EurWORK European Observatory of Working Life
Volunteering - A force for change
What is volunteering?
Volunteering is an activity that someone performs, entirely at their own will, for other people or for a community without any expectation of monetary payment or any other direct return.
Volunteers - who they are and what motivates them
The European Year of Volunteering emphasises the relevance of volunteering for all nationalities and social groups. Data from both Eurobarometer 2010 and Eurofound’s European Quality of Life Survey (EQLS) cast more light on the phenomenon of volunteering. The EQLS data indicate that, in general, people with higher incomes register a higher participation in volunteering, as do those with higher levels of educational attainment and better health. There is no strong association with gender but men in the EU15 tend to report higher levels of participation than women. While age is not a major factor, it does appear – in terms of broad age groups – that people aged between 35 and 64 are more likely to volunteer than those who are younger or older. The findings from Eurofound’s EQLS are in agreement with other sources, indicating that slightly more than 20% of people are involved in volunteering in Europe, although the figures differ substantially between countries.
Older people - staying involved and connected through volunteering
Older people have been active in volunteering, both in the informal sector – self-help and assisting neighbours – as well as formally, through organisations linked to charities, church organisations and local authorities. However, there are big differences between countries in terms of their traditions of volunteering, differences that are associated with levels of economic development and expenditure on social services. Future strategies and measures to promote volunteering will highlight the potential contribution that older people can make, rather than their limitations. New retirees will bring greater skills and expertise, but may also have other preferences regarding their tasks and how volunteering is organised; hence, it may be necessary to develop more flexible approaches to participation – for instance, shorter term or more specific tasks – to encourage involvement.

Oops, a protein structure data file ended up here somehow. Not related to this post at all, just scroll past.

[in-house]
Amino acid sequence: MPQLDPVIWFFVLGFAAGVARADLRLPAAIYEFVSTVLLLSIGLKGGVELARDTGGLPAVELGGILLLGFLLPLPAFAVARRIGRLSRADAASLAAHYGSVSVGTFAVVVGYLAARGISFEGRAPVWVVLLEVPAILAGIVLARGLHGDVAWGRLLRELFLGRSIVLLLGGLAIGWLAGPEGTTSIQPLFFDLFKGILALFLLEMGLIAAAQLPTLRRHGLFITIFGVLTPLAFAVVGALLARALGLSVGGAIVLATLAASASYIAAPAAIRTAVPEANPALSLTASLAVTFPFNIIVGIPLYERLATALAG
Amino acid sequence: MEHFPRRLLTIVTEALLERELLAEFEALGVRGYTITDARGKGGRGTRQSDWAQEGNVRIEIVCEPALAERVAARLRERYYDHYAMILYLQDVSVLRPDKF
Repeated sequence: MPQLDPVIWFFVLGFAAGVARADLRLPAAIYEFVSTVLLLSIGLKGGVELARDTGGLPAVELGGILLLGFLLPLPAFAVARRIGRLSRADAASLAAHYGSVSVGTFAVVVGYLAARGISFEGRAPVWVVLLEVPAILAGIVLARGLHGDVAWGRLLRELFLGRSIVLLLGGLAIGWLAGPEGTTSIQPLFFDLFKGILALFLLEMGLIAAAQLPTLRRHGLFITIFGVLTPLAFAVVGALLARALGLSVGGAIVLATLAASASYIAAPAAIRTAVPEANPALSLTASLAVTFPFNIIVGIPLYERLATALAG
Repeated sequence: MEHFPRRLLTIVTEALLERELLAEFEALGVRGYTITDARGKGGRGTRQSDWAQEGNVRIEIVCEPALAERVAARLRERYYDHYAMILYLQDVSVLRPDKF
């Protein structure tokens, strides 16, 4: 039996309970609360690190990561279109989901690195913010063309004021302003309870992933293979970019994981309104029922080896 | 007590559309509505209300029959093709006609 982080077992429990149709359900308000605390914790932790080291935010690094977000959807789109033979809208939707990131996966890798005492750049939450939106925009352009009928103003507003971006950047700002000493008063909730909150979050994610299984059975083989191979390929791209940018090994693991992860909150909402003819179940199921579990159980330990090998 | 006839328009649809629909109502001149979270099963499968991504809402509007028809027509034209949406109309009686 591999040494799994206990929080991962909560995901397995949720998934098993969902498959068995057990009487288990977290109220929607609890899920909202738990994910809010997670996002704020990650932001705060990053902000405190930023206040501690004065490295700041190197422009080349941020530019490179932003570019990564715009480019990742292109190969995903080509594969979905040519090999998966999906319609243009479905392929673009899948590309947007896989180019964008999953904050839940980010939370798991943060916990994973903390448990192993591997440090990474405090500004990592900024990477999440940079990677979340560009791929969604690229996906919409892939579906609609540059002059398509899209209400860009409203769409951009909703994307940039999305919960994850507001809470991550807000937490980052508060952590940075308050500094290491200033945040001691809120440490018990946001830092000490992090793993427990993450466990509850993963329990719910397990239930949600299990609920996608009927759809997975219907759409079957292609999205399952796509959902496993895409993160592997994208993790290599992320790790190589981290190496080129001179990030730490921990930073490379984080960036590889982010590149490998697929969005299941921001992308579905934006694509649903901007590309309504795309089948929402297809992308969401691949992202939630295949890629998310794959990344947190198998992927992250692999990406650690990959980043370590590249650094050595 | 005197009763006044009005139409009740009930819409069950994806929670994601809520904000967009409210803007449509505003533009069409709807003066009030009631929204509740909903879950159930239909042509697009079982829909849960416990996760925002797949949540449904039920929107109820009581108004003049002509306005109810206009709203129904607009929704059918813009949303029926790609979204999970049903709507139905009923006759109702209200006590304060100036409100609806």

New Member States - a different approach to volunteering
The formerly communist countries of central and eastern Europe provide a good example of how strongly volunteering is influenced by political and social traditions. These countries’ communist legacy did not favour a culture of volunteering and influenced the emergence of such a culture after the collapse of the regimes. Nowadays, participation in voluntary and charitable activities in some of the new Member States (NMS) is above the EU average, as indicated by Eurofound’s European Quality Life Survey (EQLS) – albeit with large cross-country variations. For instance, in Estonia more than 30% of citizens participate, as against slightly fewer than 10% in Poland.
Companies - playing their part to facilitate volunteering
A company's contribution to a volunteering initiative can be financial or non-financial; non-financial contributions may include providing jobs, offering education and training measures, providing consultancy and technical assistance, and making available products and services. Private companies - and public-sector organisations and local authorities - may also encourage their employees to take part in volunteering as part of a drive towards corporate social responsibility (CSR). Volunteering efforts by employees tend to be focused on the local community, often being targeted at local schools in disadvantaged areas and socially excluded groups.